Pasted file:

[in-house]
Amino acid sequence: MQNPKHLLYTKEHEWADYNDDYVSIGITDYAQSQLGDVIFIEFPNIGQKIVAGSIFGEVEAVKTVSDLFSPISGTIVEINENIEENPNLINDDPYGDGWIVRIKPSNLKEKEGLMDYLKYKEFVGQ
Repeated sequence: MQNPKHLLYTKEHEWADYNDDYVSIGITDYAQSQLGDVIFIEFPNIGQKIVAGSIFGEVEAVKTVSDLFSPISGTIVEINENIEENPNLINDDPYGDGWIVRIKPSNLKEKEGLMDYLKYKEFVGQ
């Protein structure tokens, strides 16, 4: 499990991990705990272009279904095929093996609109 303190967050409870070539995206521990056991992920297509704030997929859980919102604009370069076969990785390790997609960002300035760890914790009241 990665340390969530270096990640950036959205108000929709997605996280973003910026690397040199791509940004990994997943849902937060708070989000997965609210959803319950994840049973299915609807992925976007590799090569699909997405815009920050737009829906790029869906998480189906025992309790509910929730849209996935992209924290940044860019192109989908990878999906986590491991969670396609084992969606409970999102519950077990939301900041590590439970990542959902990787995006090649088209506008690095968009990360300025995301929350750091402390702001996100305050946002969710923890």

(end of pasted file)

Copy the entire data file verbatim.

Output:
[in-house]
Amino acid sequence: MQNPKHLLYTKEHEWADYNDDYVSIGITDYAQSQLGDVIFIEFPNIGQKIVAGSIFGEVEAVKTVSDLFSPISGTIVEINENIEENPNLINDDPYGDGWIVRIKPSNLKEKEGLMDYLKYKEFVGQ
Repeated sequence: MQNPKHLLYTKEHEWADYNDDYVSIGITDYAQSQLGDVIFIEFPNIGQKIVAGSIFGEVEAVKTVSDLFSPISGTIVEINENIEENPNLINDDPYGDGWIVRIKPSNLKEKEGLMDYLKYKEFVGQ
């Protein structure tokens, strides 16, 4: 499990991990705990272009279904095929093996609109 303190967050409870070539995206521990056991992920297509704030997929859980919102604009370069076969990785390790997609960002300035760890914790009241 990665340390969530270096990640950036959205108000929709997605996280973003910026690397040199791509940004990994997943849902937060708070989000997965609210959803319950994840049973299915609807992925976007590799090569699909997405815009920050737009829906790029869906998480189906025992309790509910929730849209996935992209924290940044860019192109989908990878999906986590491991969670396609084992969606409970999102519950077990939301900041590590439970990542959902990787995006090649088209506008690095968009990360300025995301929350750091402390702001996100305050946002969710923890």